If guests have the nerve to die, they wait, like unwanted calories, until they’ve crossed the line and can do so safely off the property. – The Project On Disney, via Snopes Disney: Estimize Versus Value Investor’s Edge With Disney (NYSE: DIS ) reporting earnings after the close, the nearly 1,200 Disney analysts reporting to Estimize collectively predict the company will beat Wall Street’s consensus earnings estimate, as the graph below shows. Click to enlarge The Estimize consensus earnings estimate shown above, $1.46, is 6 cents ahead of the Wall Street consensus of $1.40. Since its analysts include private investors as well as those from independent research shops, buy-side firms, and sell-side firms, Estimize says its estimates tend to be more accurate than those from Wall Street analysts alone. On the bearish side is Seeking Alpha premium author J Mintzmyer, who runs the Seeking Alpha Marketplace service Value Investor’s Edge . In a Pro Research column ( Time To Short Disney ), Mintzmyer argued the stock was “horribly expensive” (in the comments, Mintzmyer clarifies that, while he still finds the stock overvalued, he is no longer short Disney and feels there are better short opportunities available now). Limiting Downside Risk For Disney Longs For Disney longs boosted by the bullish Estimize earnings prediction, but looking to hedge their downside risk over the next several months, we’ll look at a couple of ways of doing so below the refresher on hedging terms. Refresher On Hedging Terms Recall that puts (short for put options) are contracts that give an investor the right to sell a security for a specified price (the strike price) before a specified date (the expiration date). And calls (short for call options) are contracts that give an investor the right to buy a security for a specified price before a specified date. Optimal puts are the ones that will give you the level of protection you want at the lowest cost. A collar is a type of hedge in which you buy a put option for protection, and at the same time, sell a call option, which gives another investor the right to buy the security from you at a higher strike price by the same expiration date. The proceeds from selling the call option can offset at least part of the cost of buying the put option. An optimal collar is a collar that will give you the level of protection you want at the lowest cost while not capping your possible upside by the expiration date of the hedge by more than you specify. In a nutshell, with a collar, you may be able to reduce the cost of hedging in return for giving up some possible upside. Hedging Disney With Optimal Puts We’re going to use Portfolio Armor’s iOS app to find an optimal put and an optimal collar to hedge Disney, but you don’t need the app to do this. You can find optimal puts and collars yourself by using the process we outlined in this article if you’re willing to take the time and do the work. Whether you run the calculations yourself using the process we outlined or use the app, an additional piece of information you’ll need to supply (along with the number of shares you’re looking to hedge) when scanning for an optimal put is your “threshold”, which refers to the maximum decline you are willing to risk. This will vary depending on your risk tolerance. For the purpose of the examples below, we’ve used a threshold of 15%. If you are more risk-averse, you could use a smaller threshold. And if you are less risk-averse, you could use a larger one. All else equal, though, the higher the threshold, the cheaper it will be to hedge. Here are the optimal puts as of Monday’s close to hedge 200 shares of DIS against a greater-than-15% drop by late October. As you can see at the bottom of the screen capture above, the cost of this protection was $424, or 2.01% of position value. A few points about this hedge: To be conservative, the cost was based on the ask price of the put. In practice, you can often buy puts for less (at some price between the bid and ask). The 15% threshold includes this cost, i.e., in the worst-case scenario, your DIS position would be down 12.99%, not including the hedging cost. The threshold is based on the intrinsic value of the puts, so they may provide more protection than promised if the investor exits after the underlying security declines in the near term, when the puts may still have significant time value . Hedging Disney With An Optimal Collar When searching for an optimal collar, you’ll need one more number in addition to your threshold, your “cap,” which refers to the maximum upside you are willing to limit yourself to if the underlying security appreciates significantly. A logical starting point for the cap is your estimate of how the security will perform over the time period of the hedge. For example, if you’re hedging over a five-month period, and you think a security won’t appreciate more than 6% over that time frame, then it might make sense to use 6% as a cap. You don’t think the security is going to do better than that anyway, so you’re willing to sell someone else the right to call it away if it does better than that. We checked Portfolio Armor’s website to get an estimate of Disney’s potential return over the time frame of the hedge. Every trading day, the site runs two screens to avoid riskier investments on every hedgeable security in the U.S., and then ranks the ones that pass by their potential return. Disney didn’t pass the two screens, do the site didn’t calculate a potential return for it. So we looked at Wall Street’s price targets for the stock via Yahoo Finance (pictured below). We usually work with the median target, but in this case, it’s pretty low relative to the price of the stock. The $110.50 12-month price target represents about a 2% potential return between now and late October. On the other hand, the high target of $130 implies a return of about 9.6% over that time frame. By using a cap of 9%, we were able to eliminate the cost of the hedge in this case, so we used that. As of Monday’s close, this was the optimal collar to hedge 200 shares of DIS against a greater-than-15% drop by late October while not capping an investor’s upside at less than 9% by the end of that time period. As you can see in the first part of the optimal collar above, the cost of the put leg was $328, or 1.56% of position value. But if you look at the second part of the collar below, you’ll see the income generated by selling the call leg was a bit higher: $364, or 1.73% of position value. So, the net cost was negative, meaning an investor opening this collar would have collected an amount equal to $36, or -0.17% of position value. Two notes on this hedge: Similar to the situation with the optimal puts, to be conservative, the cost of the optimal collar was calculated using the ask price of the puts and the bid price of the calls. In practice, an investor can often buy puts for less and sell calls for more (again, at some price between the bid and the ask), so in reality, an investor would likely have collected more than $36 when opening this collar. As with the optimal puts above, this hedge may provide more protection than promised if the investor exits after the underlying security declines in the near future, due to time value (for an example of this, see this recent article on hedging Apple (NASDAQ: AAPL ), Hedging Apple ). However, if the underlying security spikes in the near future, time value can have the opposite effect, making it costly to exit the position early (for an example of this, see this article on hedging Facebook (NASDAQ: FB ), Facebook Rewards Cautious Investors Less ). Disclosure: I/we have no positions in any stocks mentioned, and no plans to initiate any positions within the next 72 hours. I wrote this article myself, and it expresses my own opinions. I am not receiving compensation for it (other than from Seeking Alpha). I have no business relationship with any company whose stock is mentioned in this article.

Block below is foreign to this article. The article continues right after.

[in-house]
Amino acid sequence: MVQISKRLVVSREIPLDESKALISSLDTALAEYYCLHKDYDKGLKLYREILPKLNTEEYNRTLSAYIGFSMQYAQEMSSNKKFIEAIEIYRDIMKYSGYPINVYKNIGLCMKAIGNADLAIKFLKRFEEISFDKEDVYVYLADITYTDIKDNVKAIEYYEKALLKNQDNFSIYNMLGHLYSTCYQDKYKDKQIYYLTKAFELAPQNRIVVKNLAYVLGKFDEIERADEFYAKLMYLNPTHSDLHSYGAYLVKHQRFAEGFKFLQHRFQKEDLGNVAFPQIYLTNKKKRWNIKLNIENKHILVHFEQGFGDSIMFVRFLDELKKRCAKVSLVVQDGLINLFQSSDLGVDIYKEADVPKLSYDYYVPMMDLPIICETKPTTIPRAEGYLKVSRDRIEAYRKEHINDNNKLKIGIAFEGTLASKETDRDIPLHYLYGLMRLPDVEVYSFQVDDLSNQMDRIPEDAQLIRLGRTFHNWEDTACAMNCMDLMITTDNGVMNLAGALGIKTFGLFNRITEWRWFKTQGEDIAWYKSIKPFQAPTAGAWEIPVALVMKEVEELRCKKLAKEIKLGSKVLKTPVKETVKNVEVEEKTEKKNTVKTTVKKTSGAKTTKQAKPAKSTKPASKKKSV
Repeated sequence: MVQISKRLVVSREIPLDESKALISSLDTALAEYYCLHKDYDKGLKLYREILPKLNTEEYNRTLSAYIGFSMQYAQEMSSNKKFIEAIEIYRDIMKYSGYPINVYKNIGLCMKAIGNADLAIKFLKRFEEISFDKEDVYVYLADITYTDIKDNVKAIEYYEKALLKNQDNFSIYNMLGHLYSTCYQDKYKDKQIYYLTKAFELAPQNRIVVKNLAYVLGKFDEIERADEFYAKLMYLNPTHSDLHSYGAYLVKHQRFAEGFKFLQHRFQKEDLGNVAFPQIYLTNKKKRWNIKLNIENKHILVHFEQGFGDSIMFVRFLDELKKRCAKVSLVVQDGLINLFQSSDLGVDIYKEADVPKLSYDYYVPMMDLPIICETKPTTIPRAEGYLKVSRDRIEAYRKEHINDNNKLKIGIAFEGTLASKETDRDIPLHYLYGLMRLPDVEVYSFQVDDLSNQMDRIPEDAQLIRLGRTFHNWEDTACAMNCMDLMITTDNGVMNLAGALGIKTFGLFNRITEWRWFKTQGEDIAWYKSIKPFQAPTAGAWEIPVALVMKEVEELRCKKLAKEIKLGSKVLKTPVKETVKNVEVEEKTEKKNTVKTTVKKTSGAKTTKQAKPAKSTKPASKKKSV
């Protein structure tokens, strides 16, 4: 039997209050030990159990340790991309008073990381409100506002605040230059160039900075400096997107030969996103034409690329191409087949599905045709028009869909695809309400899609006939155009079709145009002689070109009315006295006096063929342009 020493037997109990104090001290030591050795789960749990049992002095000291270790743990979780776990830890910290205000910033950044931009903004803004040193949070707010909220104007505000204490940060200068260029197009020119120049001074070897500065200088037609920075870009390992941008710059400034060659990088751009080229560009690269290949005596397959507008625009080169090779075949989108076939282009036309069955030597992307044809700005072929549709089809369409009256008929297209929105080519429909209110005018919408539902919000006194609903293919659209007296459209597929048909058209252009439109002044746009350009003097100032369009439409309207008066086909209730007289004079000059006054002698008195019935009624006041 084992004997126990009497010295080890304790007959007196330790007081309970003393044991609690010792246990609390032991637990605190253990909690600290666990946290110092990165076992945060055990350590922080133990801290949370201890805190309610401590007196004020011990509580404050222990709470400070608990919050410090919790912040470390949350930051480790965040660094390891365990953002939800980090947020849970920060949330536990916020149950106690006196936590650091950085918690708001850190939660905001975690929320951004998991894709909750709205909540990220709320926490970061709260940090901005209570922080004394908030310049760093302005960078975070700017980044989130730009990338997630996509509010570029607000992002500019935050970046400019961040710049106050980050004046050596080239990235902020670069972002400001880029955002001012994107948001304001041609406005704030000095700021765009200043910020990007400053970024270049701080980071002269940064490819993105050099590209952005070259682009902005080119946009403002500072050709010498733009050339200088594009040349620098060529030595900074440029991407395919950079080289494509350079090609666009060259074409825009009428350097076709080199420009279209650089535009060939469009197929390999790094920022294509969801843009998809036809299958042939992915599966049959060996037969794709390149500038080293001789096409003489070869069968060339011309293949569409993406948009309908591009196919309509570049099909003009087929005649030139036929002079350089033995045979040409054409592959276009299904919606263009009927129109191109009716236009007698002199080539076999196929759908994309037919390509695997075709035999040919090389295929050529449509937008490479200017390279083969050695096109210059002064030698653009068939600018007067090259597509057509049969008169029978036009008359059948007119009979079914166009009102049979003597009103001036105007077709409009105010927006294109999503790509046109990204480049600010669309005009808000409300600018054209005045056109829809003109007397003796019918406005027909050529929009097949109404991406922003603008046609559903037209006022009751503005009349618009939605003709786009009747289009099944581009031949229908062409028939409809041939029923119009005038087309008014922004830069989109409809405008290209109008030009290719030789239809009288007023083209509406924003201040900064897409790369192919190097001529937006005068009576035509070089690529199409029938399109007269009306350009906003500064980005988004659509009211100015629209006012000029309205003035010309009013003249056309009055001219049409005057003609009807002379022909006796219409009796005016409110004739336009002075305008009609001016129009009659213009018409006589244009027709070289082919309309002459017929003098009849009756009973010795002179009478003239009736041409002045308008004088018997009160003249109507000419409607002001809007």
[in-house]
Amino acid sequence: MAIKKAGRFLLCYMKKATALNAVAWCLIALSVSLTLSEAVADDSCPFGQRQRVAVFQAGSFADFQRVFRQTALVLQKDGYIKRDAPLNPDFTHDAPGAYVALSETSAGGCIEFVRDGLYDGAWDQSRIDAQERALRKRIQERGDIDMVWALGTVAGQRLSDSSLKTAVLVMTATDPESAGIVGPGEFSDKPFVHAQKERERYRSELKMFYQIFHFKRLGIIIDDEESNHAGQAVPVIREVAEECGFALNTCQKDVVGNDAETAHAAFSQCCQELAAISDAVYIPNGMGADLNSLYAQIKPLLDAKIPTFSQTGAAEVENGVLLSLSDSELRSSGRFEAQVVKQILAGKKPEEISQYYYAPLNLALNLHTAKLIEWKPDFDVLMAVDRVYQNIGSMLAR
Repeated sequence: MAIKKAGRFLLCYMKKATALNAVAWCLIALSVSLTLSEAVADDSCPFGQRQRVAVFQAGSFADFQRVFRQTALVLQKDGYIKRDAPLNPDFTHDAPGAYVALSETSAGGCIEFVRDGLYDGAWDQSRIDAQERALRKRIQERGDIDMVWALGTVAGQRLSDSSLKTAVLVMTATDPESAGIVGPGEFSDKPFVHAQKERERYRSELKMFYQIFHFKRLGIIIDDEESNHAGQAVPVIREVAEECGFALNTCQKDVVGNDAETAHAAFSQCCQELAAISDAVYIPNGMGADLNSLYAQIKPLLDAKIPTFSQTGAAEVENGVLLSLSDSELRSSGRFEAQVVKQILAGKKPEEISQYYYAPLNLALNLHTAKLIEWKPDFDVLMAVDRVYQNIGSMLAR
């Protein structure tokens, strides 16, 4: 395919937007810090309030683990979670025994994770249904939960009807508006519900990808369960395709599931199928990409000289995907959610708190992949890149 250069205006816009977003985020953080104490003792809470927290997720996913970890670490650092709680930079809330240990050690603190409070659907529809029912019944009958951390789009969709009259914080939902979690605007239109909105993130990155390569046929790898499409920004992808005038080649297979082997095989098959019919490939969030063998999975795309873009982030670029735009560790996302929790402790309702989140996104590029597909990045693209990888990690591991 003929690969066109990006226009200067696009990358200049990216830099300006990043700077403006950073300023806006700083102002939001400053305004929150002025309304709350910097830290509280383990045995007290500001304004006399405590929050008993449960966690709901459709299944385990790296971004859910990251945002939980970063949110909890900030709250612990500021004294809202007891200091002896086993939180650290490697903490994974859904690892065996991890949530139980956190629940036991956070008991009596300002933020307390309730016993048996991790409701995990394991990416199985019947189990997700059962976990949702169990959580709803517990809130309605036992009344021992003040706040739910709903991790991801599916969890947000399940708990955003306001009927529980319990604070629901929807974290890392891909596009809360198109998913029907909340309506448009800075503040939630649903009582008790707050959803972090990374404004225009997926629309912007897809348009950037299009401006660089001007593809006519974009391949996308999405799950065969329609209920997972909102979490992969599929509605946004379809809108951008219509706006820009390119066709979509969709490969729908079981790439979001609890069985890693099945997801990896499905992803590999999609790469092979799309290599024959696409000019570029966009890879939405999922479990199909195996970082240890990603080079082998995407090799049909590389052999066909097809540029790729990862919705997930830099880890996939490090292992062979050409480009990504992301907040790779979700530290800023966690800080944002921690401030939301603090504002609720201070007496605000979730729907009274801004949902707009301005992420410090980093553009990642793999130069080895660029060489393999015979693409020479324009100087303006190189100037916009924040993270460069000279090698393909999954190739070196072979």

How To Survive The Coming Market Crash

If we have an atom that is in an excited state and so is going to emit a photon, we cannot say when it will emit the photon. It has a certain amplitude to emit the photon at any time, and we can predict only a probability for emission; we cannot predict the future exactly. —Richard Feynman This week, the S&P 500 finally broke through its 2,100 level, despite a huge influx of negative earnings reports . Though it failed to hold, the resistance has been tested. We ask whether the fundamentals of the stocks in this index could justify a true breakthrough of this resistance level. Much of this 7-year rally has been bolstered by central bank stimuli and stock buybacks. Both of these catalysts are coming to their ends. Most notably, as pointed out by Seeking Alpha contributor Gary Gordon, corporations are abandoning their buyback programs as a result of debt concerns. The next market crash will inevitably be labeled a “debt” or “balance sheet” market crash – allow me to explain: The Japanese market crash of the 1990s was caused by companies selling their assets to pay off debt. Individually, each company was doing the logical thing: Cleaning its balance sheets. However, when the majority of corporations engage in this action at once, you have a situation in which no companies are borrowing – despite ZIRP. The quiet liquidation of assets to pay off debt leads to a market crash that is stealthy at first but quickly turns into a landslide. The problem in the current market is investors’ ignorance of such an activity in favor of the go-to data, such as strong nonfarm payroll reports and interest rates. When we see such positive data, we feel the equity prices are justified. The problem is that if the economy really does look good, the Federal Reserve (the Fed) will have no choice but to “slow things down” by raising interest rates; and we all know what happened last time the Fed raised rates. That is, we are in trouble either way. On the one hand, if the fundamentals as per company activities and earnings look bad, the market should react negatively. On the other hand, if economy data supports a strong economy, the “data-driven” Fed must raise rates, which will cause a market correction. It seems that in either case, the 2,100 level of the S&P 500 should not hold for long. From a technical standpoint, the S&P 500 is stuck between 1,810 and 2,134. If this condition holds, we have much more downside at the 2,100 level than upside; i.e., a downward movement can bring us down 300 points but an upward movement is unlikely to bring us up more than 30 points. One problem with earnings being so poor is that the drop in earnings necessarily raises the P/E of stocks in the S&P 500. We are looking at an average P/E of 25. Falling earnings should be seen as a warning sign that the P/E is on the rise – that stocks are becoming increasingly expensive. The natural – logical – reaction would be to sell stocks and instead short stocks or buy bonds and other non-correlated investments, such as gold . Still, the market could continue to rise, as a result of short squeezes and algorithmic trading, which makes up 50% of the market’s trades. A new all-time high could be on the horizon, but it would be historical: The first all-time high created by a short squeeze, not by fundamentals. The question we must ask now is whether a reversal is also on the horizon. Thesis Corporate debt will be the catalyst for the next market crash. This market crash will be the result of balance sheet recession, which was the same type of recession that caused the Japanese market crash. This type of crash is fueled by debt: Corporate debt reaches all-time highs Companies begin to default Other companies begin paying off their debt out of fear To pay off this debt, assets are sold (this is where the crash begins) Borrowing slows The government lowers interest rates to attract borrowers Monetary policy fails because it relies on the assumption that borrowers always exist The economy grinds to a halt Investors move their capital into savings and precious metals, as bonds and equities no longer pay off Food for Thought Balance sheet recessions are basically invisible because only two groups of people look at balance sheets: fundamental investors and creditors (banks). The latter group only wants to know the probability that a company will default. The former group only sees the trees – not the forest. To put it more clearly, think of it this way. If you’re an investor looking at company ABC and you notice ABC paying off debt, you’ll think of this as a bullish indicator. After all, paying off debt is the responsible thing, especially when the company’s debt is at record-high levels. However, the point of a company is to invest your money better than you can. If that company is not investing but paying off debt, it is ignoring its main duty. In addition, paying off debt is not part of the growth cycle of a business, and a company spending its money to reduce debt is therefore not a worthwhile investment. As for how this relates to a market crash, investors look at companies individually. Rarely would an investor note that the result of a massive number of companies engaging in debt reduction equates to a lack of borrowing, which equates to the government engaging in new fiscal and monetary policies – the latter of which fails during the beginning stages of a balance sheet recession, and the former only softens the blow, delaying the inevitable. When we step back and look at company behavior as a whole, we begin to see the forest: Paying debt when interest rates are near-zero is the sign of a recession. What spurs debt reduction? Defaults, exposure to debtors at risk of default, and heightened overall default risk. Food for thought: Click to enlarge The Contrarian Strategy We should always be hedged against a Japan-like market crash. But going short on the S&P 500, such as via the SPDR ETF (NYSEARCA: SPY ) could be dangerous during a phase in which government intervention and short squeezes could bring us to new highs. Instead, I recommend a ratio back spread: Click to enlarge Here, we short an out of the money (OTM) put option with a near strike price and buy two OTM put options with a far strike price and long expiration date. This position is taken when we think a large downward movement will happen in the future for SPY but simply cannot pinpoint when. Here, we are delta neutral and theta positive, which means that the small, daily fluctuations of the SPY will only help us profit via time decay. However, once a large downward move takes place, we will see the profit of the above option strategy skyrocket, as the delta for the bought put will increase much more quickly than that of the sold put (note how gamma is negative). Vega is high, implying that any volatility change in the SPY will lead to an increase in the above spread. With market volatility at a relative low, now is a good time to open such a spread. We only need to do one thing to manage the spread: Roll over the front-end put every month. That is, every month, sell a monthly put option that is roughly $10 out of the money. In this way, we keep the strategy delta-neutral and theta positive. Happy trading. Learn More about Earnings My Exploiting Earnings premium subscription is now live, here on Seeking Alpha. In this newsletter, we will be employing both fundamental and pattern analyses to predict price movements of specific companies after specific earnings. I will also be offering specific strategies for playing those earnings reports. In our last four newsletters, have accurately predicted earnings beats 100% of the time. In the most recent newsletter, we predicting how Microsoft (NASDAQ: MSFT ) will react after its upcoming earnings report. Request an Article Because my articles occasionally get 500+ comments, if you have a request for an analysis on a specific stock, ETF, or commodity, please use @damon in the comments section below to leave your request. Disclosure: I/we have no positions in any stocks mentioned, and no plans to initiate any positions within the next 72 hours. I wrote this article myself, and it expresses my own opinions. I am not receiving compensation for it (other than from Seeking Alpha). I have no business relationship with any company whose stock is mentioned in this article.